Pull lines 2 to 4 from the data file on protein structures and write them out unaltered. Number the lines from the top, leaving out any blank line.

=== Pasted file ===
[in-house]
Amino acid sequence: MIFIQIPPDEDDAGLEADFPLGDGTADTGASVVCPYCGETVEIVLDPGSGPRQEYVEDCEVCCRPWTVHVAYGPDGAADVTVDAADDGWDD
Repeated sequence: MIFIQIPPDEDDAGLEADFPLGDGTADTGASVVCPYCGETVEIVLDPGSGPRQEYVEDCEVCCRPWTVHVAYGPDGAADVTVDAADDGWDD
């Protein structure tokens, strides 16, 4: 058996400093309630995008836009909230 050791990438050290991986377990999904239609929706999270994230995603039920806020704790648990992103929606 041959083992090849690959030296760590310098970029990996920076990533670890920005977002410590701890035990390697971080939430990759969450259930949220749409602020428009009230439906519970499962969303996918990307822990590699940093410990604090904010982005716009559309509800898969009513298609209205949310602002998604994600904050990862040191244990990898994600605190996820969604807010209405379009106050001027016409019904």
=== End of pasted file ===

Amino acid sequence: MIFIQIPPDEDDAGLEADFPLGDGTADTGASVVCPYCGETVEIVLDPGSGPRQEYVEDCEVCCRPWTVHVAYGPDGAADVTVDAADDGWDD
Repeated sequence: MIFIQIPPDEDDAGLEADFPLGDGTADTGASVVCPYCGETVEIVLDPGSGPRQEYVEDCEVCCRPWTVHVAYGPDGAADVTVDAADDGWDD
């Protein structure tokens, strides 16, 4: 058996400093309630995008836009909230 050791990438050290991986377990999904239609929706999270994230995603039920806020704790648990992103929606 041959083992090849690959030296760590310098970029990996920076990533670890920005977002410590701890035990390697971080939430990759969450259930949220749409602020428009009230439906519970499962969303996918990307822990590699940093410990604090904010982005716009559309509800898969009513298609209205949310602002998604994600904050990862040191244990990898994600605190996820969604807010209405379009106050001027016409019904």